Diffusion MRI of axonal degeneration in areas of fiber crossing: Histological correspondence.
Luis Concha1, Jorge Larriva-Sahd1, Gilberto Rojas-Vite1, Ramsés Noguez-Imm1, Ricardo Coronado-Leija2, Alonso Ramírez-Manzanares2, and José Luis Marroquín2

1Institute of Neurobiology, Universidad Nacional Autonoma de Mexico, Queretaro, Mexico, 2Computer Science, Centro de Investigación en Matemáticas, Guanajuato, Mexico


The tensor model has been widely used to infer characteristics of white matter through diffusion MRI. Unfortunately, this model does not provide reliable information about crossing fiber regions. Several models have been proposed that seem to overcome the limitations of the tensor. However, biological interpretations of such models are limited by the lack of histological conformation. Using an animal model of axonal degeneration, we compare histology to data derived from two approaches (CSD and multi-tensor), in an effort to provide validation of metrics that can bring substantial and clinically useful information about crossing fiber regions.


Diffusion-weighted magnetic resonance imaging (dMRI) is extensively used to study white matter microstructure.1,2 The tensor model3 has provided an intuitive mechanism to query specific aspects of tissue micro-architecture (e.g., axonal density, myelin content).4–7 A major shortcoming of said model is its assumption of a single fiber population within a voxel, which is incorrect in the majority of human white matter.8 Alternatives to the tensor model are capable, in theory, to overcome this problem.9,10 Advanced dMRI models provide information in regions of crossing fibers that corresponds well to quantitative histology.11 However, it is often crucial to provide microstructural information of each fiber system in a crossing region. Available methods lack histological validation, which is explored herein for constrained spherical deconvolution (CSD)12 and a multi-tensor model.13


Animal preparation: We used a model of axonal degeneration through retinal ischemia.6,14 Analysis of the optic chiasm allows for the evaluation crossing fibers, as axons from the nasal hemi-retina in each eye cross the midline at this level. Thus, unilateral retinal ischemia results in degeneration of half of the axons in the chiasm. Six adult rats were studied. Retinal ischemia was induced through cannulation of the anterior chamber of one eye and intraocular pressure was elevated to 120 mmHg and maintained for 20 minutes in one animal (Rat A) and 90 minutes in the other five. Animals were sacrificed five weeks after treatment, and intracardially perfused with PFA and glutaraldehyde doped with Gadolinium (0.2 mM). Brains were carefully extracted with the optic nerves intact and placed in a vial filled with perfluoropolyether oil. Imaging: Brains were scanned at 21 °C using a 7 T Bruker Pharmascan 70/16 with 720 mT/m maximum gradient amplitude and a 2⨯2 array surface coil. Following B0 shimming, dMRI were acquired with 125⨯125⨯125 mm3 resolution. We acquired dMRI in 80 directions, each with a b value of 2000 and 2500 s/mm2. (δ/Δ=3.1/10 ms), and 10 non-diffusion weighted images, using a segmented 3D echo-planar acquisition. TR/TE=250/21 ms; NEX=1. Total scanning time: 15 hours. Histology: After scanning, rat A (20 min ischemia), and rat B (90 min ischemia) were processed for histology, and 1 mm-thick sections at the level of the optic nerves and chiasm were stained with toluidine blue. dMRI processing: Images were denoised15,16 and corrected for bias field inhomogeneities and eddy current distortions. CSD with maximum harmonic order of 6 was performed on the b=2500 s/mm2 images following iterative estimation of the single fiber response function.17 Lobes of the fiber orientation distribution functions (fODF) were segmented to obtain fiber-specific metrics i.e., fixel-based analysis.18–20 To quantify the degeneration using the well-known tensor metrics at multi-fiber voxels, we first compute the number and orientations of the axon packs with a multi-resolution discrete search method (MRDS),13 then the axial/radial diffusivities (λ|, λ) and compartment sizes are computed independently per bundle with Levenberg-Marquardt non-linear optimization. The new estimated diffusivities are used in the MRDS framework to re-compute accurate orientations. The two stages are iterated until convergence. The number of tensors per voxel is computed by F-Test. Bundles were clustered into "normal" and "affected" based on their crossing orientation (using k-means).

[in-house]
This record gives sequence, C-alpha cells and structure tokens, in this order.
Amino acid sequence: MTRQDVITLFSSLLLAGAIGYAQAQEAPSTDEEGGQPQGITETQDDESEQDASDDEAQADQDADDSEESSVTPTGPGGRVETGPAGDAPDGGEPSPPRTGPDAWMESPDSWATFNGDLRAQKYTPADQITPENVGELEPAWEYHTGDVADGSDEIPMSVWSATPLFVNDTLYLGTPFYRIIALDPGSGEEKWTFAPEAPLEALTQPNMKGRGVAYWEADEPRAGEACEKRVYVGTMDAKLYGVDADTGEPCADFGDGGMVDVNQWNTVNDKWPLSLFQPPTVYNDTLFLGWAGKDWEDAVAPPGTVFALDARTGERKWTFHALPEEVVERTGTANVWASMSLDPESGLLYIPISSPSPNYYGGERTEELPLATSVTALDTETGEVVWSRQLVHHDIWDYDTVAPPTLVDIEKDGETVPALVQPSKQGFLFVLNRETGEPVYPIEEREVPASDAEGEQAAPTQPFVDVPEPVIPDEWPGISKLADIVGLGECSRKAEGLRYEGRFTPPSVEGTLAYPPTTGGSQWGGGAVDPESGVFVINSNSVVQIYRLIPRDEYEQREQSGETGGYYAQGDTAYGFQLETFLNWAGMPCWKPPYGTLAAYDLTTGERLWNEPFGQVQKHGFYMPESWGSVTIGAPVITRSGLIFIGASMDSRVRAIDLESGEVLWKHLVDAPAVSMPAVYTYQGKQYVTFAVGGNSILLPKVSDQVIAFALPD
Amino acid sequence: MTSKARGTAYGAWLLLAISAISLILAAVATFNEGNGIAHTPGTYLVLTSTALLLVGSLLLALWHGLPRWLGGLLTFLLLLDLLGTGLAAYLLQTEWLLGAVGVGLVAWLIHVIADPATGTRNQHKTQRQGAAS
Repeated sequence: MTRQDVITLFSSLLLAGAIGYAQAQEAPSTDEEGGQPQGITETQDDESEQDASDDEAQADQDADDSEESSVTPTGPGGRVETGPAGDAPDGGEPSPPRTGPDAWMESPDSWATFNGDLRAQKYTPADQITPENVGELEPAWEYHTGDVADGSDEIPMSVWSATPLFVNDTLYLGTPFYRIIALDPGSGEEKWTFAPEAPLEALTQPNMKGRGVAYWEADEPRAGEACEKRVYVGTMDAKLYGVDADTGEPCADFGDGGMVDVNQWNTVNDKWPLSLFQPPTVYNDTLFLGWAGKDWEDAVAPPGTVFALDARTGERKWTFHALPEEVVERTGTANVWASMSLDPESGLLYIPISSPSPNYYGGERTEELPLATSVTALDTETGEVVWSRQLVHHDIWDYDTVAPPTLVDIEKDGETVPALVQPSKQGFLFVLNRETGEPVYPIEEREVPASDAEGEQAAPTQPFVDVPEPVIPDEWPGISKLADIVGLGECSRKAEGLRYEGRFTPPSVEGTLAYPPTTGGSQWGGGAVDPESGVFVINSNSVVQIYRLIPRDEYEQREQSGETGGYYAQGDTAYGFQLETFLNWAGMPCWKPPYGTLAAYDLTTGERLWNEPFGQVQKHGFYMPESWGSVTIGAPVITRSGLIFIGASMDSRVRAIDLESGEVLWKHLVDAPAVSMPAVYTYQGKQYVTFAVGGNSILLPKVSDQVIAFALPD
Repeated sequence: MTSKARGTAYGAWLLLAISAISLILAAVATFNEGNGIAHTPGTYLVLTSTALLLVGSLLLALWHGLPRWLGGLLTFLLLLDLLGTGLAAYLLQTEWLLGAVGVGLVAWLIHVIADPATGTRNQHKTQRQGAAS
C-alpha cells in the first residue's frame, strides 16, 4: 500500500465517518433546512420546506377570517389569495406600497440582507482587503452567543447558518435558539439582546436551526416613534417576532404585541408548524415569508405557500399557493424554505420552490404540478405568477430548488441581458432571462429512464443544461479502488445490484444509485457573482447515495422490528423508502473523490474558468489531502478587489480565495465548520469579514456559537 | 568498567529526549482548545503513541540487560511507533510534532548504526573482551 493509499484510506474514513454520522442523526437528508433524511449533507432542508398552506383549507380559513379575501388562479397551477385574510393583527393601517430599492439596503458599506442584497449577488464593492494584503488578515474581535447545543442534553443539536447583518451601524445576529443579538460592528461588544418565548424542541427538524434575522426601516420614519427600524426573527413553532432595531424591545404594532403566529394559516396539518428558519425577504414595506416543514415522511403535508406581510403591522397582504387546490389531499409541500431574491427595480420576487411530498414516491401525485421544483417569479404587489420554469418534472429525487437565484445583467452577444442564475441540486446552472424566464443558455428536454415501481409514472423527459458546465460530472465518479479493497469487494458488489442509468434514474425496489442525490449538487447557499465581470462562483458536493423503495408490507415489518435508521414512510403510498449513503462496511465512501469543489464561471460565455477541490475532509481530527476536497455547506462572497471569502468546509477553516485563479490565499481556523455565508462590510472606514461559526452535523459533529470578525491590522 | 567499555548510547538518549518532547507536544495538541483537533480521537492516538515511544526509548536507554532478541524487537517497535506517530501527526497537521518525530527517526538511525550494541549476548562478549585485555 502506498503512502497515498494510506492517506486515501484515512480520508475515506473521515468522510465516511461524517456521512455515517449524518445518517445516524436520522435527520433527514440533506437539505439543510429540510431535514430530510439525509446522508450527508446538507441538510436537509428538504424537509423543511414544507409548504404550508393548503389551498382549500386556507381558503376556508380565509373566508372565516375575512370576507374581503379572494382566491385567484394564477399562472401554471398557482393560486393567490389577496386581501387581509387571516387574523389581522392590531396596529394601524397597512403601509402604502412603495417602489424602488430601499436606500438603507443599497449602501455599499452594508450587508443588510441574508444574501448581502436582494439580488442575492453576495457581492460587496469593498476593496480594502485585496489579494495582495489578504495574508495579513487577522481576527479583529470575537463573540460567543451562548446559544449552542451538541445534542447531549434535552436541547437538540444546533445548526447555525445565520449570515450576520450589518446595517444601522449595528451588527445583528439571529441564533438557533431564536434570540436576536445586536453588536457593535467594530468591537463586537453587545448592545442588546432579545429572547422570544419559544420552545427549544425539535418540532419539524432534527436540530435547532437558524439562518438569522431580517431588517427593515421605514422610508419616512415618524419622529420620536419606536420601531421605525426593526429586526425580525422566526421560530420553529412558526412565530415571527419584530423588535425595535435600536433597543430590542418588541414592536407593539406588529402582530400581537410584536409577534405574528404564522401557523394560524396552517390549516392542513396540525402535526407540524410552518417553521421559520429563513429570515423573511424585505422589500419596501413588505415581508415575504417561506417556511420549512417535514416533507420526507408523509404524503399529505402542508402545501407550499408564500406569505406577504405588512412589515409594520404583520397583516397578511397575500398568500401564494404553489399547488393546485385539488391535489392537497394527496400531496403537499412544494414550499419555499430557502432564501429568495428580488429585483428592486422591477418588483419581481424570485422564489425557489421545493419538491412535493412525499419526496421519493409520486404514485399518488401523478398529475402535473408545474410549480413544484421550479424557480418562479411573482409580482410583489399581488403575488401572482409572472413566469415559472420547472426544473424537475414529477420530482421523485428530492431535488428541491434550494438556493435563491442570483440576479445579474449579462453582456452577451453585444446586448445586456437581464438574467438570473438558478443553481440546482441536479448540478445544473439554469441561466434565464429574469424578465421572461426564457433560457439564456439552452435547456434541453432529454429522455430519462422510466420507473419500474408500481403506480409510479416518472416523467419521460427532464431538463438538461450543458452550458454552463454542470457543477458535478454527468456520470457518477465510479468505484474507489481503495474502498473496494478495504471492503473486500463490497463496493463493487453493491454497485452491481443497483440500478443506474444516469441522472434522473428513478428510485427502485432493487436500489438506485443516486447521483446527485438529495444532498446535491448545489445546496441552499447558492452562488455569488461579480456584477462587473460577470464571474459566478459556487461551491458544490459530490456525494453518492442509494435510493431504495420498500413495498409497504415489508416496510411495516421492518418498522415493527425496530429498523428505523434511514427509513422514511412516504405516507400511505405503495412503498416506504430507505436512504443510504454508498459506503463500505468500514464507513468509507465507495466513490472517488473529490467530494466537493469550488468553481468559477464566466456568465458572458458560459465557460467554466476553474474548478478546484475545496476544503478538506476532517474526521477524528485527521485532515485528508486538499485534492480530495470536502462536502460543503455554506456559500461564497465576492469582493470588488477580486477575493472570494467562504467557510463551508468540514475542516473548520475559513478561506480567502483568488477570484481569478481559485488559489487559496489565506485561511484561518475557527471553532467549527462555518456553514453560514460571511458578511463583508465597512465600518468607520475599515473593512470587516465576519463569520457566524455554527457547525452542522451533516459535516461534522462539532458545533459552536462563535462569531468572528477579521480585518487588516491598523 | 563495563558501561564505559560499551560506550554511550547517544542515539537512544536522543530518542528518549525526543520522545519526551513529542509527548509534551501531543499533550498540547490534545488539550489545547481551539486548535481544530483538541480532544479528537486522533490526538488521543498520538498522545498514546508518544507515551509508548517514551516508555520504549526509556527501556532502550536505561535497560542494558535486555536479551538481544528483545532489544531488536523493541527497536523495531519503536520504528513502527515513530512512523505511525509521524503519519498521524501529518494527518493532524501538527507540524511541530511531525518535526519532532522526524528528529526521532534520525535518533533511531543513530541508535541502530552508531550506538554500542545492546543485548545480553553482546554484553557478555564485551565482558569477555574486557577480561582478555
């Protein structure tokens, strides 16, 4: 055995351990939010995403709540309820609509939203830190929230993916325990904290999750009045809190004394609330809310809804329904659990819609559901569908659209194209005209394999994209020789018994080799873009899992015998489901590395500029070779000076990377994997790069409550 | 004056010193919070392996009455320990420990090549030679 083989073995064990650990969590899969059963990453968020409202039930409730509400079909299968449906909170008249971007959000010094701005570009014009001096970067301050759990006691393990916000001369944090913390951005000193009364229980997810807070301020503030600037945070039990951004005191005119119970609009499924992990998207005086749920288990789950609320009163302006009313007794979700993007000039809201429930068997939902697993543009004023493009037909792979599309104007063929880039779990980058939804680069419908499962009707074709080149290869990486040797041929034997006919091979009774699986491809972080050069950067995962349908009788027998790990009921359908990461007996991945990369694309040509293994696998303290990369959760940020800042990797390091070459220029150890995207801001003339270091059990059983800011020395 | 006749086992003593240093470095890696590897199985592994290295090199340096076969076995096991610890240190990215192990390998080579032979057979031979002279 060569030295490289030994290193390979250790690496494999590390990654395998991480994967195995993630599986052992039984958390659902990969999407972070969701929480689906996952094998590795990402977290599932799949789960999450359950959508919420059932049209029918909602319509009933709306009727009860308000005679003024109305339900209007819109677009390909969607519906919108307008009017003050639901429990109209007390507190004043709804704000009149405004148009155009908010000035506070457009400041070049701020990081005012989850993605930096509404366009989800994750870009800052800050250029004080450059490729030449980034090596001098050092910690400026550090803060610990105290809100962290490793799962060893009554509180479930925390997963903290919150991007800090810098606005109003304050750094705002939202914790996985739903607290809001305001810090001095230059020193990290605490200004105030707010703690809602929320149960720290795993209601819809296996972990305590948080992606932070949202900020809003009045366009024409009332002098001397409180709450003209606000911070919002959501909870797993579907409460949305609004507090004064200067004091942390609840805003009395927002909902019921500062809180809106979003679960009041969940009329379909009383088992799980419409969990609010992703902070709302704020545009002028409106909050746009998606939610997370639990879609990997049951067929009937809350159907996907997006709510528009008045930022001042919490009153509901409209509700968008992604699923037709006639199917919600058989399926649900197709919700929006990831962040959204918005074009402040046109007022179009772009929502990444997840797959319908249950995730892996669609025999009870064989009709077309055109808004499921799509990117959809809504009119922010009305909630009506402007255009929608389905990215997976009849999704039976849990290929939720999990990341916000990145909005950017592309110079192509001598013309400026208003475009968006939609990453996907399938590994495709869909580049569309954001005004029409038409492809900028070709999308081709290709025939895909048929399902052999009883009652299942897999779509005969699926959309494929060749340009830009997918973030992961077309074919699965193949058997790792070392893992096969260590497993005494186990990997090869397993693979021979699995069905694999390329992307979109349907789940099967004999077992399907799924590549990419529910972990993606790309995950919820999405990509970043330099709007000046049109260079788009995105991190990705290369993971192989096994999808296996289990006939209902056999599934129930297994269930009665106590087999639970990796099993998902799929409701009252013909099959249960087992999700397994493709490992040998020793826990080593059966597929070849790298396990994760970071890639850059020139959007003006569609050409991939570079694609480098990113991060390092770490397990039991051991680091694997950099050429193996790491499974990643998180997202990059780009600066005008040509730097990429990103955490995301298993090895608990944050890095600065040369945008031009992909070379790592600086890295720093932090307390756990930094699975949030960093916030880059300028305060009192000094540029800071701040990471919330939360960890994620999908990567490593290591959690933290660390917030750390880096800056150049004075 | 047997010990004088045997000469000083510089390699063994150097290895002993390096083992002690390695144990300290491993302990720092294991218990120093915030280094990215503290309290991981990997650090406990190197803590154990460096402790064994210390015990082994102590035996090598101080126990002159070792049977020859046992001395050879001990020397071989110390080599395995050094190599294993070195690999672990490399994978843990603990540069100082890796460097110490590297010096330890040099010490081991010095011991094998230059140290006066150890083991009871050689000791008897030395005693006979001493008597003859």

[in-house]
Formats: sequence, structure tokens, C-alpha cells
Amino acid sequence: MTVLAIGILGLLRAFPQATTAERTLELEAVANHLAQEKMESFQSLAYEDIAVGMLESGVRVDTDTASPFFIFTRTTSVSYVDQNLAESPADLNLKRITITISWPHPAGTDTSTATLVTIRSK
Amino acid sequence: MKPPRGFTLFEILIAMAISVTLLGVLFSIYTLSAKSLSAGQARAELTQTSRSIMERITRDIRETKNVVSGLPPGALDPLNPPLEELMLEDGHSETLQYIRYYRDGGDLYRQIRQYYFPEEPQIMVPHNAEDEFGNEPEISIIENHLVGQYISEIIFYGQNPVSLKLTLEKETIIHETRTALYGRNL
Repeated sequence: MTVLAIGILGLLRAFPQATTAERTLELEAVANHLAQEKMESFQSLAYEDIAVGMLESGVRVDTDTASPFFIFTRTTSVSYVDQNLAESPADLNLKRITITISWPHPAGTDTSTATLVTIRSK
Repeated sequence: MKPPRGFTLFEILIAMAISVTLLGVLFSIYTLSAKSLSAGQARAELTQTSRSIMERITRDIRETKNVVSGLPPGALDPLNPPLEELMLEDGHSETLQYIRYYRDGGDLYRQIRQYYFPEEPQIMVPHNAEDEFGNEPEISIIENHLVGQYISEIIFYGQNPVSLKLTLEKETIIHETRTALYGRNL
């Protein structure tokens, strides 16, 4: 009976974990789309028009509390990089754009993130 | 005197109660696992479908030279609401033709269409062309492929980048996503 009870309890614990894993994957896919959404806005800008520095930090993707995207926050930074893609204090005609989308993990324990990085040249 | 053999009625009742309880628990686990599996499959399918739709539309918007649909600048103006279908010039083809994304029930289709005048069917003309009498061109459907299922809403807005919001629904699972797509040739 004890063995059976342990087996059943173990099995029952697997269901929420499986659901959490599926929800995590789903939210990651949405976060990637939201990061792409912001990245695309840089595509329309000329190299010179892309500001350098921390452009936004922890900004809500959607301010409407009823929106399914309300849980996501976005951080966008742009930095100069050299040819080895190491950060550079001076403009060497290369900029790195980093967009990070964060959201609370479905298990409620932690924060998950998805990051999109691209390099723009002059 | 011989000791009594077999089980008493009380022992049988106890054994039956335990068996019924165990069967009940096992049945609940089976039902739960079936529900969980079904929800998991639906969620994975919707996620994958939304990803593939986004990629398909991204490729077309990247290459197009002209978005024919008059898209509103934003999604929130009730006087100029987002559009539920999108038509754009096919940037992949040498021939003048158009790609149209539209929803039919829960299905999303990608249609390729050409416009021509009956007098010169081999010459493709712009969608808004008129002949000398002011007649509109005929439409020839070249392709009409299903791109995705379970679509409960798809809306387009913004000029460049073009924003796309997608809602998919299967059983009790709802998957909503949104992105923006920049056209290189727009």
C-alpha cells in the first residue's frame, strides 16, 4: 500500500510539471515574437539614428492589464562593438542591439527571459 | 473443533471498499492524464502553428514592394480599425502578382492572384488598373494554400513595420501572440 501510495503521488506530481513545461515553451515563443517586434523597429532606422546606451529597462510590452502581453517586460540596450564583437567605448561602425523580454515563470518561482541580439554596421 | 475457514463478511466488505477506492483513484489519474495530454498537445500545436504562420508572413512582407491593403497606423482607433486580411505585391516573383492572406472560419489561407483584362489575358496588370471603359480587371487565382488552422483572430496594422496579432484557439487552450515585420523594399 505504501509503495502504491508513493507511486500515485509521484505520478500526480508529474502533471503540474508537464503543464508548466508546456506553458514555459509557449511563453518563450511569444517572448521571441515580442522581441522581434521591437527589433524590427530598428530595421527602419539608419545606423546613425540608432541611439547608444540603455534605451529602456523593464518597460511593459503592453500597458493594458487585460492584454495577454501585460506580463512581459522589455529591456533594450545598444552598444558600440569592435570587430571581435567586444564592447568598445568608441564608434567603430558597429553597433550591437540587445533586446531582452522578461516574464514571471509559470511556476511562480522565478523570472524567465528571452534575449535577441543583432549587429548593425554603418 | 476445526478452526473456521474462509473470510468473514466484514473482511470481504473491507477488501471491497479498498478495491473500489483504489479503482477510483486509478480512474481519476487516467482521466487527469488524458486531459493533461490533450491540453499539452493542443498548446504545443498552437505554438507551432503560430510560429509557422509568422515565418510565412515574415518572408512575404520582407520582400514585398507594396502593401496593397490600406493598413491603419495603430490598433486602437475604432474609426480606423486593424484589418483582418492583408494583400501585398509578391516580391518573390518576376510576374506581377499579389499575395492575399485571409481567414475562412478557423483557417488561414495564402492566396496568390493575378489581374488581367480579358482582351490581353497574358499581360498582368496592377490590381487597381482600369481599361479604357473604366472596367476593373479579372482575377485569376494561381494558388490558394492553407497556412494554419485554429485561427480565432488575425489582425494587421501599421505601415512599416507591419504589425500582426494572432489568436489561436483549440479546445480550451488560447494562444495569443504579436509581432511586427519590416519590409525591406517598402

Results and Discussion

Histology showed a dramatic reduction in the number of axons in the optic nerve of the affected eye in rat B (90 min ischemia; Figure 1), but not rat A (20 min ischemia, not shown), in line with previous reports showing that optic nerve degeneration only occurs after prolonged ischemia.14 The degenerated nerve of rat B was atrophied and showed few normal axons, the majority of which were collapsed. The optic chiasm of rat B showed healthy axons interdigitated with degenerated axons similar to those in the affected nerve. Compared to the non-lesioned rat (Figure 2), CSD showed clear degeneration of the affected optic nerve through small and wide FODs resulting in reduced apparent fiber density and increased dispersion (Figure 3). Using a 25-voxel ROI at the center of each chiasm, we found fewer voxels (11±6) containing more than a single fiber population in the chiasms of rats with 90 min ischemia, as compared to rat A (22). Complexity of the affected chiasms was reduced (0.17±0.14) as compared to rat A (0.61) (Table 1). Figure 4 demonstrates how the multi-tensor model captures axonal degeneration in the optic nerves and chiasm, showing clear changes in FA and radial diffusivity with respect to healthy tissue. Diffusivity profiles explain most of the tissue damage, as compartment sizes/fraction per bundle were similar for damaged and affected nerves (both around 0.5, not shown).


We thank Juan Ortiz for technical assistance for MRI scanning, Gema Martínez-Cabrera for assistance with histology. LC was partially funded by PAPIIT/DGAPA (IG200117). ARM and JLM were partially supported by SNI-CONACYT, Mexico, (Grants 169338 and 6243). GRV and RCL were supported by scholarships from CONACYT, Mexico.


1. Concha L. A macroscopic view of microstructure: Using diffusion-weighted images to infer damage, repair, and plasticity of white matter. Neuroscience. 2014;276:14–28.